"You're combining them to conveniently quell any concept of contradiction. "
huh? I'm combining them to refute the ONLY concept of contradiction. contradiction is not an array of concepts, it is only one specific thing. You still don't get what it is. It is something in particular, it signifies something very specific in philosophy, and the only thing that needs to be demonstrated to disprove a contradiction in logic is to demonstrate that there is no mutual exclusivity. You seriously need to take a logic class, and I don't mean that as an insult, I think you would actually benefit from one. What the uninitiated think of logic is usually erroneous, and thought to be opinions that make sense to them, but logic is much closer to math than opinions or rationalizations. You need to use truth tables, venn diagrams, etc, because you are not seeing it. It doesn't matter whether or not a man is actually fat or thin in my argument, if one calls him tall, and another calls him fat or thin, there is no "contradiction" (see definition) in either case.. if one calls him fat and another calls him thin, THEN there would be a contradiction. Why can't you get that? It is so basic a child could understand. I don't understand why you refuse to see it for what it is. Instead you think that since the account of one man saying Joe was fat was never 'meant to be combined' with another account that Joe was tall, that there is some sort of problem, and you call it a contradiction but you don't even know how to recognize one.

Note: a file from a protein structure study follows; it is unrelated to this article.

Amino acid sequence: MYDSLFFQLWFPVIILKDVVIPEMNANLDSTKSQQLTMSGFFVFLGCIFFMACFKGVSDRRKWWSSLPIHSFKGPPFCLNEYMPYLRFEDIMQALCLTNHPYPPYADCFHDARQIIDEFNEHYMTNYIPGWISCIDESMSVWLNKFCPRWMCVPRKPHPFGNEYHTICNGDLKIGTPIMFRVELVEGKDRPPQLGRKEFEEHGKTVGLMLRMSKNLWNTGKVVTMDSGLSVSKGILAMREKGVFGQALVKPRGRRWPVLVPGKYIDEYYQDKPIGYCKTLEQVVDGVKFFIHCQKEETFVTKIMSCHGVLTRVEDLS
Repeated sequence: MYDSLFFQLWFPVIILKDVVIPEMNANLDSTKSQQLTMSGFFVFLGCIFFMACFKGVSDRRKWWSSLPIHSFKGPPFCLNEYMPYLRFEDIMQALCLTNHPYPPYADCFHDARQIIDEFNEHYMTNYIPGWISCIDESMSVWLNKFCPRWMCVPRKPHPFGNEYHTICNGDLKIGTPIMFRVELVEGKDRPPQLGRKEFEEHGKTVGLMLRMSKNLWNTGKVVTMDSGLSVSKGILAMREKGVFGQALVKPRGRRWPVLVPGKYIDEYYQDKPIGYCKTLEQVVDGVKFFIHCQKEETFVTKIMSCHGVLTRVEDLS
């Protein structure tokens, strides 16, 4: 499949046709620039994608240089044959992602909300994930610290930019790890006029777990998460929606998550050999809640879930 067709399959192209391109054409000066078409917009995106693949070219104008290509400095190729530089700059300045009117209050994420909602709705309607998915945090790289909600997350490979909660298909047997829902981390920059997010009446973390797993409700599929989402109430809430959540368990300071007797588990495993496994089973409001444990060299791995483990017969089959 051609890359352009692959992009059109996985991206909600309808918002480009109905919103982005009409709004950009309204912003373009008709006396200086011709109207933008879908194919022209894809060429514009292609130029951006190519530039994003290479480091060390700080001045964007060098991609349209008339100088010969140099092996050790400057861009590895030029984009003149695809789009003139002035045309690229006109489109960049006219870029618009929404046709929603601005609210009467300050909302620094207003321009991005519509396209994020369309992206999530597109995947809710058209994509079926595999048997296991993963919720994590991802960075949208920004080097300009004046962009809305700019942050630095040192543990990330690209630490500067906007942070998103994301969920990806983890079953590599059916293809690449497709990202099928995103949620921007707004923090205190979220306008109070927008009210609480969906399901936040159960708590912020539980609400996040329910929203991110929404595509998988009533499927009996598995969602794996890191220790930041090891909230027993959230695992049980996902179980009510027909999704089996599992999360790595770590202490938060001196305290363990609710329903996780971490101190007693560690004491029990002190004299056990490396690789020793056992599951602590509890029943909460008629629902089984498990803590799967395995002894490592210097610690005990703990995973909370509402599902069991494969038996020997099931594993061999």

Did you check out the link to the principle of charity I mentioned earlier? can you demonstrate how you are using that principle?
The way I harmonized the passages is not important to my argument, I could have said there were 4 angels in the tomb and it would not contradict the passages because none of them said there were only 2 or no more than 2 angels. So if there is another way to harmonize it, it still proves non-contradiction even if the harmonization is inaccurate, but the way that I harmonized it just took explicit information from both accounts and attempted to apply the principle of charity to it, which is the proper philosophical method of assessment here. I was not adding new information to the accounts in my harmonization. You could never be a decent judge or detective if you think two accounts could never be harmonized unless they were 'meant to be combined' in some mysterious way that supposedly doesn't apply here. What is 'meant to be combined' supposed to mean? If two accounts of the same event are not meant to be combined, then what is?